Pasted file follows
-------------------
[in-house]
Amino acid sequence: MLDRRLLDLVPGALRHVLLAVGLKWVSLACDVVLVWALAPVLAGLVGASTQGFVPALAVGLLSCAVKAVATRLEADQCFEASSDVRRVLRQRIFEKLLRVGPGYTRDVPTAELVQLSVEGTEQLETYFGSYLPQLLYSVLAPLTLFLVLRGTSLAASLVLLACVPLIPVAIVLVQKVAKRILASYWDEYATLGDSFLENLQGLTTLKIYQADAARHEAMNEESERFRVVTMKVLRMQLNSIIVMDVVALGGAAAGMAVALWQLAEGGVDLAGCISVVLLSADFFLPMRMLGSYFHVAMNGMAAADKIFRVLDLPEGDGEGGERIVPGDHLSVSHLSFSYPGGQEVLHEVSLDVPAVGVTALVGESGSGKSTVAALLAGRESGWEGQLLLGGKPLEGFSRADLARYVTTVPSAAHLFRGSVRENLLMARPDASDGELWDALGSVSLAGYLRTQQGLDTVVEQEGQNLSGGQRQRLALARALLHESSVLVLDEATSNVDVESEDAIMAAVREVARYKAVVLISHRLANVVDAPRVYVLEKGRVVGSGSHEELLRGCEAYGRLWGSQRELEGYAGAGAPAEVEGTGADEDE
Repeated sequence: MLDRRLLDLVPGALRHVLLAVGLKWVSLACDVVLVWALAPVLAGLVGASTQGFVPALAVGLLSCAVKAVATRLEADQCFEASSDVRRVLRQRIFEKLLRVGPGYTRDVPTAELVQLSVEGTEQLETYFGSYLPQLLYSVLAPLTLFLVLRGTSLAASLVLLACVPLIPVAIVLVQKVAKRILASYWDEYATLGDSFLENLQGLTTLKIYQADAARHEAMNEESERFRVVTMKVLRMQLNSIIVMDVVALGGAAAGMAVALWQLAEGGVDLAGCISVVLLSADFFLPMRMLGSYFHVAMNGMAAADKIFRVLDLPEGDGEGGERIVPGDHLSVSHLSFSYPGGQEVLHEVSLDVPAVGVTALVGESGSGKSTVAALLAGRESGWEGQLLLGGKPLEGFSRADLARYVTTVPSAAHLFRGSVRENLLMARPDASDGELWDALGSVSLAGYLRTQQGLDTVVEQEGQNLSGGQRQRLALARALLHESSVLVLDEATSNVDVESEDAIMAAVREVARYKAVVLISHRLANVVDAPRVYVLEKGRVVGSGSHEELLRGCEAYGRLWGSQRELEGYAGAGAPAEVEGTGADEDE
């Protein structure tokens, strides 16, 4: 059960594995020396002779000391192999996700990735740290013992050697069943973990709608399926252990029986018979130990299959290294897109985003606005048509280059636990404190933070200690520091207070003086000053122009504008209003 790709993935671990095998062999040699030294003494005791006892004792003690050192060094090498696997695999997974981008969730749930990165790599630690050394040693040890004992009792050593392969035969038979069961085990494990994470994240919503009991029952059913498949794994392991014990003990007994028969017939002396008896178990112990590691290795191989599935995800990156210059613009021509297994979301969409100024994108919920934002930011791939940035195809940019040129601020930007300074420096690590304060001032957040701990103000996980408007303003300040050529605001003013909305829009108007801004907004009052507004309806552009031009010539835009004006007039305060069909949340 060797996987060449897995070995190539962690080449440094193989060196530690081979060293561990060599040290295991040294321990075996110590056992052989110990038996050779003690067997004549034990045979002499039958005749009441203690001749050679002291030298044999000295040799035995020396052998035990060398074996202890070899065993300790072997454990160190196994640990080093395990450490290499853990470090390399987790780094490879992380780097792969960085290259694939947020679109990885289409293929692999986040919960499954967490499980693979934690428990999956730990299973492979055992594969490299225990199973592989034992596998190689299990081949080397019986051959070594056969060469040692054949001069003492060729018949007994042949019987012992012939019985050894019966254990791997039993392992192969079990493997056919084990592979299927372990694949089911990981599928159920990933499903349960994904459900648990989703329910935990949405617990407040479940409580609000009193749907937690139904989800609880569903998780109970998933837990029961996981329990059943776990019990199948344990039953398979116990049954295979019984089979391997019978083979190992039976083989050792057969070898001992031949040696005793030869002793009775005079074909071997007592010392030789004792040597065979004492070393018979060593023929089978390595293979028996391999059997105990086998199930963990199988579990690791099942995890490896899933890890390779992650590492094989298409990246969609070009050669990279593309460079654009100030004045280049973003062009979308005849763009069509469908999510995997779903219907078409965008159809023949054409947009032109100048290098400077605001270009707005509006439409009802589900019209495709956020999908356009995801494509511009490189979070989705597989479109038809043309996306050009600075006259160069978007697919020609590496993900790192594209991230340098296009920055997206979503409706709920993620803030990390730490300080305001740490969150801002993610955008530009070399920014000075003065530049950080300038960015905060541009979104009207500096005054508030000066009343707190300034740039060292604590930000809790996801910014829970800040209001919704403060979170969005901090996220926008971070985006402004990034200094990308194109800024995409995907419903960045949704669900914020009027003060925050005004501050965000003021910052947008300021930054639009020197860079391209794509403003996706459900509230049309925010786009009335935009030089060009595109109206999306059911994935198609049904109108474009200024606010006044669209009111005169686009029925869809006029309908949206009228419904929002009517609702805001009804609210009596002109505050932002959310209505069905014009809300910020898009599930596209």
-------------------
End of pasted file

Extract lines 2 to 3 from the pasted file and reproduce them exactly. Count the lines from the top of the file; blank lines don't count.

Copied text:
Amino acid sequence: MLDRRLLDLVPGALRHVLLAVGLKWVSLACDVVLVWALAPVLAGLVGASTQGFVPALAVGLLSCAVKAVATRLEADQCFEASSDVRRVLRQRIFEKLLRVGPGYTRDVPTAELVQLSVEGTEQLETYFGSYLPQLLYSVLAPLTLFLVLRGTSLAASLVLLACVPLIPVAIVLVQKVAKRILASYWDEYATLGDSFLENLQGLTTLKIYQADAARHEAMNEESERFRVVTMKVLRMQLNSIIVMDVVALGGAAAGMAVALWQLAEGGVDLAGCISVVLLSADFFLPMRMLGSYFHVAMNGMAAADKIFRVLDLPEGDGEGGERIVPGDHLSVSHLSFSYPGGQEVLHEVSLDVPAVGVTALVGESGSGKSTVAALLAGRESGWEGQLLLGGKPLEGFSRADLARYVTTVPSAAHLFRGSVRENLLMARPDASDGELWDALGSVSLAGYLRTQQGLDTVVEQEGQNLSGGQRQRLALARALLHESSVLVLDEATSNVDVESEDAIMAAVREVARYKAVVLISHRLANVVDAPRVYVLEKGRVVGSGSHEELLRGCEAYGRLWGSQRELEGYAGAGAPAEVEGTGADEDE
Repeated sequence: MLDRRLLDLVPGALRHVLLAVGLKWVSLACDVVLVWALAPVLAGLVGASTQGFVPALAVGLLSCAVKAVATRLEADQCFEASSDVRRVLRQRIFEKLLRVGPGYTRDVPTAELVQLSVEGTEQLETYFGSYLPQLLYSVLAPLTLFLVLRGTSLAASLVLLACVPLIPVAIVLVQKVAKRILASYWDEYATLGDSFLENLQGLTTLKIYQADAARHEAMNEESERFRVVTMKVLRMQLNSIIVMDVVALGGAAAGMAVALWQLAEGGVDLAGCISVVLLSADFFLPMRMLGSYFHVAMNGMAAADKIFRVLDLPEGDGEGGERIVPGDHLSVSHLSFSYPGGQEVLHEVSLDVPAVGVTALVGESGSGKSTVAALLAGRESGWEGQLLLGGKPLEGFSRADLARYVTTVPSAAHLFRGSVRENLLMARPDASDGELWDALGSVSLAGYLRTQQGLDTVVEQEGQNLSGGQRQRLALARALLHESSVLVLDEATSNVDVESEDAIMAAVREVARYKAVVLISHRLANVVDAPRVYVLEKGRVVGSGSHEELLRGCEAYGRLWGSQRELEGYAGAGAPAEVEGTGADEDE